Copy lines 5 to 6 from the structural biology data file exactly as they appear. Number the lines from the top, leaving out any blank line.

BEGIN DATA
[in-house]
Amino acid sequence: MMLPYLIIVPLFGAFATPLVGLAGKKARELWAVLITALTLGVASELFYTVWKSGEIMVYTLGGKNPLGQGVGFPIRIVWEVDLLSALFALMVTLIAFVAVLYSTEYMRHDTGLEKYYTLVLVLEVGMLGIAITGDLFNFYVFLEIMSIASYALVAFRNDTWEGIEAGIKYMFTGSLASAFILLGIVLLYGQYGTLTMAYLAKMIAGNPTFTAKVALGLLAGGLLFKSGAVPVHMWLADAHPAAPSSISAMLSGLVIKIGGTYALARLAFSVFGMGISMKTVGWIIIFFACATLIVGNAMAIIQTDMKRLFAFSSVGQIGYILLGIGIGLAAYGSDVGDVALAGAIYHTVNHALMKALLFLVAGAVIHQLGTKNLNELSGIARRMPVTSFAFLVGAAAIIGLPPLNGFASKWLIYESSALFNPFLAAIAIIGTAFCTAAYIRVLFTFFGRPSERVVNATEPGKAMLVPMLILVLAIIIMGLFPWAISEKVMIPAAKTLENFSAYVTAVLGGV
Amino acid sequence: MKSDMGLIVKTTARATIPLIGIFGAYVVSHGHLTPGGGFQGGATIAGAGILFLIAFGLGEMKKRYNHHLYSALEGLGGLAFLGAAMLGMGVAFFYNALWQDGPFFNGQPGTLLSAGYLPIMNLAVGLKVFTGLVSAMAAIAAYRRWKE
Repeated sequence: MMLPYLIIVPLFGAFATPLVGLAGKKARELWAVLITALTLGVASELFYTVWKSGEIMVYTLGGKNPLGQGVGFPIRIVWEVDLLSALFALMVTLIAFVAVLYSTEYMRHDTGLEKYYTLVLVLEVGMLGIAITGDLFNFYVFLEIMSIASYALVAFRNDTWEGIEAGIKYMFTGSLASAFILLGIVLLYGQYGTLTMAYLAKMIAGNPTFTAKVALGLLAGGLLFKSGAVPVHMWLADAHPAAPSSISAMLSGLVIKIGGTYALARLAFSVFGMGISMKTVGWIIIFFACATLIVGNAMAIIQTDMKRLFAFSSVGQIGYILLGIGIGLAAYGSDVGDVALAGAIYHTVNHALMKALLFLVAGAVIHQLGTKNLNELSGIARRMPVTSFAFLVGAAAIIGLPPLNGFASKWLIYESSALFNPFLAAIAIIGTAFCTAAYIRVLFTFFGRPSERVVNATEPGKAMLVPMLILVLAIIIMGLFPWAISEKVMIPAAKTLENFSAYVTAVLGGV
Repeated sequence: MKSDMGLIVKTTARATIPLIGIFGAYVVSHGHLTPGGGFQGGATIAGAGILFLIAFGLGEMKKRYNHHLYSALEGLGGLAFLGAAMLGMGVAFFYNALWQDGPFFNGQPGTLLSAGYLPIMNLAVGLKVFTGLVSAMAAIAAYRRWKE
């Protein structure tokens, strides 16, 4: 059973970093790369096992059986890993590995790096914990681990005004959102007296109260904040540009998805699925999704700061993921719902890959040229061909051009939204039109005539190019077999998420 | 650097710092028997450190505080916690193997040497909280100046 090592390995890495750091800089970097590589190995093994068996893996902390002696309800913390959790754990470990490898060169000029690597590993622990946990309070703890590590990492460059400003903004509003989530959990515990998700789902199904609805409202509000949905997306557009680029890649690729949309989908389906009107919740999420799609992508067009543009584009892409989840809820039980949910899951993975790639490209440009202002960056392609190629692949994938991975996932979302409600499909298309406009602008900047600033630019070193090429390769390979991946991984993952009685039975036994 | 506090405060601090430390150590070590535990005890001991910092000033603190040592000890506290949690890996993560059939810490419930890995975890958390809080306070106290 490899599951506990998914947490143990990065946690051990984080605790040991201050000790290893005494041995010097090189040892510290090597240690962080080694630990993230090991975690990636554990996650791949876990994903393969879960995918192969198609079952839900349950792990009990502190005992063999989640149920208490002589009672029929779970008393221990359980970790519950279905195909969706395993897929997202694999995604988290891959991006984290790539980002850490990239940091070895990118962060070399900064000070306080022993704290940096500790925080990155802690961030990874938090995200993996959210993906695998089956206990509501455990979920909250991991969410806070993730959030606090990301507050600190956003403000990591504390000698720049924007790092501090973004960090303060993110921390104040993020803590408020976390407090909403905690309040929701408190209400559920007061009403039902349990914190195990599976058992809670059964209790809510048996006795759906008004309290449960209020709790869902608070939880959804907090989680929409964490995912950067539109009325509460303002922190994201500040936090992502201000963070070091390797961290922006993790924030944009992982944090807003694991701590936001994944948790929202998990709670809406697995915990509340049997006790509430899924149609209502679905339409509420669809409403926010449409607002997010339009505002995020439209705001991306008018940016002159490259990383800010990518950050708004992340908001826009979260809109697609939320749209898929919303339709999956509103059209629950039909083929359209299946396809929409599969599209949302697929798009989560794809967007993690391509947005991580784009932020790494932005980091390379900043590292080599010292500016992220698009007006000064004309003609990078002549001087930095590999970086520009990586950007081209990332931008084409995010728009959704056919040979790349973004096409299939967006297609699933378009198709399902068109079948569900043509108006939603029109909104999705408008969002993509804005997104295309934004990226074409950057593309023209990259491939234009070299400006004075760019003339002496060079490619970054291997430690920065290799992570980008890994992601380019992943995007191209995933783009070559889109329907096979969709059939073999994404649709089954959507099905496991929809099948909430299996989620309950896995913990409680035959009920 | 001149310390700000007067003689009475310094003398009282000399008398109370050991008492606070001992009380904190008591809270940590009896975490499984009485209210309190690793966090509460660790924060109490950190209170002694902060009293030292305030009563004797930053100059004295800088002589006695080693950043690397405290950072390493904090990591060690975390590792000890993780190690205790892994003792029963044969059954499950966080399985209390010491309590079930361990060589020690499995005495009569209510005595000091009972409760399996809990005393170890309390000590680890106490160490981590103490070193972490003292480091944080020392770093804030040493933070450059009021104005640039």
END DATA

Repeated sequence: MKSDMGLIVKTTARATIPLIGIFGAYVVSHGHLTPGGGFQGGATIAGAGILFLIAFGLGEMKKRYNHHLYSALEGLGGLAFLGAAMLGMGVAFFYNALWQDGPFFNGQPGTLLSAGYLPIMNLAVGLKVFTGLVSAMAAIAAYRRWKE
């Protein structure tokens, strides 16, 4: 059973970093790369096992059986890993590995790096914990681990005004959102007296109260904040540009998805699925999704700061993921719902890959040229061909051009939204039109005539190019077999998420 | 650097710092028997450190505080916690193997040497909280100046 090592390995890495750091800089970097590589190995093994068996893996902390002696309800913390959790754990470990490898060169000029690597590993622990946990309070703890590590990492460059400003903004509003989530959990515990998700789902199904609805409202509000949905997306557009680029890649690729949309989908389906009107919740999420799609992508067009543009584009892409989840809820039980949910899951993975790639490209440009202002960056392609190629692949994938991975996932979302409600499909298309406009602008900047600033630019070193090429390769390979991946991984993952009685039975036994 | 506090405060601090430390150590070590535990005890001991910092000033603190040592000890506290949690890996993560059939810490419930890995975890958390809080306070106290 490899599951506990998914947490143990990065946690051990984080605790040991201050000790290893005494041995010097090189040892510290090597240690962080080694630990993230090991975690990636554990996650791949876990994903393969879960995918192969198609079952839900349950792990009990502190005992063999989640149920208490002589009672029929779970008393221990359980970790519950279905195909969706395993897929997202694999995604988290891959991006984290790539980002850490990239940091070895990118962060070399900064000070306080022993704290940096500790925080990155802690961030990874938090995200993996959210993906695998089956206990509501455990979920909250991991969410806070993730959030606090990301507050600190956003403000990591504390000698720049924007790092501090973004960090303060993110921390104040993020803590408020976390407090909403905690309040929701408190209400559920007061009403039902349990914190195990599976058992809670059964209790809510048996006795759906008004309290449960209020709790869902608070939880959804907090989680929409964490995912950067539109009325509460303002922190994201500040936090992502201000963070070091390797961290922006993790924030944009992982944090807003694991701590936001994944948790929202998990709670809406697995915990509340049997006790509430899924149609209502679905339409509420669809409403926010449409607002997010339009505002995020439209705001991306008018940016002159490259990383800010990518950050708004992340908001826009979260809109697609939320749209898929919303339709999956509103059209629950039909083929359209299946396809929409599969599209949302697929798009989560794809967007993690391509947005991580784009932020790494932005980091390379900043590292080599010292500016992220698009007006000064004309003609990078002549001087930095590999970086520009990586950007081209990332931008084409995010728009959704056919040979790349973004096409299939967006297609699933378009198709399902068109079948569900043509108006939603029109909104999705408008969002993509804005997104295309934004990226074409950057593309023209990259491939234009070299400006004075760019003339002496060079490619970054291997430690920065290799992570980008890994992601380019992943995007191209995933783009070559889109329907096979969709059939073999994404649709089954959507099905496991929809099948909430299996989620309950896995913990409680035959009920 | 001149310390700000007067003689009475310094003398009282000399008398109370050991008492606070001992009380904190008591809270940590009896975490499984009485209210309190690793966090509460660790924060109490950190209170002694902060009293030292305030009563004797930053100059004295800088002589006695080693950043690397405290950072390493904090990591060690975390590792000890993780190690205790892994003792029963044969059954499950966080399985209390010491309590079930361990060589020690499995005495009569209510005595000091009972409760399996809990005393170890309390000590680890106490160490981590103490070193972490003292480091944080020392770093804030040493933070450059009021104005640039």